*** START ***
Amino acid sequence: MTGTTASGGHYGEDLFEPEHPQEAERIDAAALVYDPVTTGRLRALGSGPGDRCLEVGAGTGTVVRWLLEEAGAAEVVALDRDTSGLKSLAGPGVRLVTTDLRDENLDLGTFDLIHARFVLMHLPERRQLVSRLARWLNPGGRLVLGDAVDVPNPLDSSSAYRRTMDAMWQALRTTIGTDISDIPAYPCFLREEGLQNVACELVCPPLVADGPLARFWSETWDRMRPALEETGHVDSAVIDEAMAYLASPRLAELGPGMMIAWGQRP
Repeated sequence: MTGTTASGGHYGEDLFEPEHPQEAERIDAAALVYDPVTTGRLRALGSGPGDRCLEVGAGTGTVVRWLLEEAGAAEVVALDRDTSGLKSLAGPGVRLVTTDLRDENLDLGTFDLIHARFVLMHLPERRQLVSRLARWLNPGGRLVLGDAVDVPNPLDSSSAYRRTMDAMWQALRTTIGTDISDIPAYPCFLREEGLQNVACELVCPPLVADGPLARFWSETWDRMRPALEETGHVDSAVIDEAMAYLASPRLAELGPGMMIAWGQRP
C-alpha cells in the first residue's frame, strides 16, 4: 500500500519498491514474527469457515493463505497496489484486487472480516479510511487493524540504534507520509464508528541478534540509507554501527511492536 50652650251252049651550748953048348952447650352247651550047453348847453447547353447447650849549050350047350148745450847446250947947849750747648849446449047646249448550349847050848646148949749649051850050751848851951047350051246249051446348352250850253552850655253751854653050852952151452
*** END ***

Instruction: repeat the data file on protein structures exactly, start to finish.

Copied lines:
Amino acid sequence: MTGTTASGGHYGEDLFEPEHPQEAERIDAAALVYDPVTTGRLRALGSGPGDRCLEVGAGTGTVVRWLLEEAGAAEVVALDRDTSGLKSLAGPGVRLVTTDLRDENLDLGTFDLIHARFVLMHLPERRQLVSRLARWLNPGGRLVLGDAVDVPNPLDSSSAYRRTMDAMWQALRTTIGTDISDIPAYPCFLREEGLQNVACELVCPPLVADGPLARFWSETWDRMRPALEETGHVDSAVIDEAMAYLASPRLAELGPGMMIAWGQRP
Repeated sequence: MTGTTASGGHYGEDLFEPEHPQEAERIDAAALVYDPVTTGRLRALGSGPGDRCLEVGAGTGTVVRWLLEEAGAAEVVALDRDTSGLKSLAGPGVRLVTTDLRDENLDLGTFDLIHARFVLMHLPERRQLVSRLARWLNPGGRLVLGDAVDVPNPLDSSSAYRRTMDAMWQALRTTIGTDISDIPAYPCFLREEGLQNVACELVCPPLVADGPLARFWSETWDRMRPALEETGHVDSAVIDEAMAYLASPRLAELGPGMMIAWGQRP
C-alpha cells in the first residue's frame, strides 16, 4: 500500500519498491514474527469457515493463505497496489484486487472480516479510511487493524540504534507520509464508528541478534540509507554501527511492536 50652650251252049651550748953048348952447650352247651550047453348847453447547353447447650849549050350047350148745450847446250947947849750747648849446449047646249448550349847050848646148949749649051850050751848851951047350051246249051446348352250850253552850655253751854653050852952151452